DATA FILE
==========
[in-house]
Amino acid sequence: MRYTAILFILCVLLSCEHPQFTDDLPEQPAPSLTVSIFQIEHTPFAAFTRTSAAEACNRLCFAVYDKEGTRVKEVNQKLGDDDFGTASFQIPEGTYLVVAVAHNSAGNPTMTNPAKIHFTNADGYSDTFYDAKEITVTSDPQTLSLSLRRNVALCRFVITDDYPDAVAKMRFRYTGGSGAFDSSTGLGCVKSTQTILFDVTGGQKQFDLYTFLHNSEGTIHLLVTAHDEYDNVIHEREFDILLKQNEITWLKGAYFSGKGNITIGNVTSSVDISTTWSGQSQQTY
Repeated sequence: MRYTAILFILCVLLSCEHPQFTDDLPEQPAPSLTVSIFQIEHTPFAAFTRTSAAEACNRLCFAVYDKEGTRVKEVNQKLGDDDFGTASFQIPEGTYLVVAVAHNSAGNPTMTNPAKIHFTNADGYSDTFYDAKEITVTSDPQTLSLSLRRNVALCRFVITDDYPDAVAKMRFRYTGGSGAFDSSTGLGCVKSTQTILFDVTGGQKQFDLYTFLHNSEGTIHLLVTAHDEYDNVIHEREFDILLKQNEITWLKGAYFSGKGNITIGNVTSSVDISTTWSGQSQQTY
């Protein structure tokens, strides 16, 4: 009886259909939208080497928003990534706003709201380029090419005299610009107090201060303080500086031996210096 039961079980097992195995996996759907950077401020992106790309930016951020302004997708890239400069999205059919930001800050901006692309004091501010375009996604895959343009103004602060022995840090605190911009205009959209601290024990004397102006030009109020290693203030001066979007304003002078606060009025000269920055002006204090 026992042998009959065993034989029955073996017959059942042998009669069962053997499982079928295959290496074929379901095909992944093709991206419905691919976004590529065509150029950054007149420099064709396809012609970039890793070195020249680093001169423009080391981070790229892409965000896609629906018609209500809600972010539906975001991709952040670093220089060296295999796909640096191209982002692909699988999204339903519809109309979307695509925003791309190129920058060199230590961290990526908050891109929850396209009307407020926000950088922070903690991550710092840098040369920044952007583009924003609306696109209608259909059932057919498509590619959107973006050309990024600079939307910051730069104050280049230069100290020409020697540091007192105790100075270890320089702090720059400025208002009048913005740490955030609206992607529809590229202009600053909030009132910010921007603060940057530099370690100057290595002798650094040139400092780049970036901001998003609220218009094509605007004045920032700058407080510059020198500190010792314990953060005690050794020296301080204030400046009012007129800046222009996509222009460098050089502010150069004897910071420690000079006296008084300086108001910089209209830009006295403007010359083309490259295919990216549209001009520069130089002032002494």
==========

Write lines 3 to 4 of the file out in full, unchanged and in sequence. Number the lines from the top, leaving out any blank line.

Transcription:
Repeated sequence: MRYTAILFILCVLLSCEHPQFTDDLPEQPAPSLTVSIFQIEHTPFAAFTRTSAAEACNRLCFAVYDKEGTRVKEVNQKLGDDDFGTASFQIPEGTYLVVAVAHNSAGNPTMTNPAKIHFTNADGYSDTFYDAKEITVTSDPQTLSLSLRRNVALCRFVITDDYPDAVAKMRFRYTGGSGAFDSSTGLGCVKSTQTILFDVTGGQKQFDLYTFLHNSEGTIHLLVTAHDEYDNVIHEREFDILLKQNEITWLKGAYFSGKGNITIGNVTSSVDISTTWSGQSQQTY
């Protein structure tokens, strides 16, 4: 009886259909939208080497928003990534706003709201380029090419005299610009107090201060303080500086031996210096 039961079980097992195995996996759907950077401020992106790309930016951020302004997708890239400069999205059919930001800050901006692309004091501010375009996604895959343009103004602060022995840090605190911009205009959209601290024990004397102006030009109020290693203030001066979007304003002078606060009025000269920055002006204090 026992042998009959065993034989029955073996017959059942042998009669069962053997499982079928295959290496074929379901095909992944093709991206419905691919976004590529065509150029950054007149420099064709396809012609970039890793070195020249680093001169423009080391981070790229892409965000896609629906018609209500809600972010539906975001991709952040670093220089060296295999796909640096191209982002692909699988999204339903519809109309979307695509925003791309190129920058060199230590961290990526908050891109929850396209009307407020926000950088922070903690991550710092840098040369920044952007583009924003609306696109209608259909059932057919498509590619959107973006050309990024600079939307910051730069104050280049230069100290020409020697540091007192105790100075270890320089702090720059400025208002009048913005740490955030609206992607529809590229202009600053909030009132910010921007603060940057530099370690100057290595002798650094040139400092780049970036901001998003609220218009094509605007004045920032700058407080510059020198500190010792314990953060005690050794020296301080204030400046009012007129800046222009996509222009460098050089502010150069004897910071420690000079006296008084300086108001910089209209830009006295403007010359083309490259295919990216549209001009520069130089002032002494």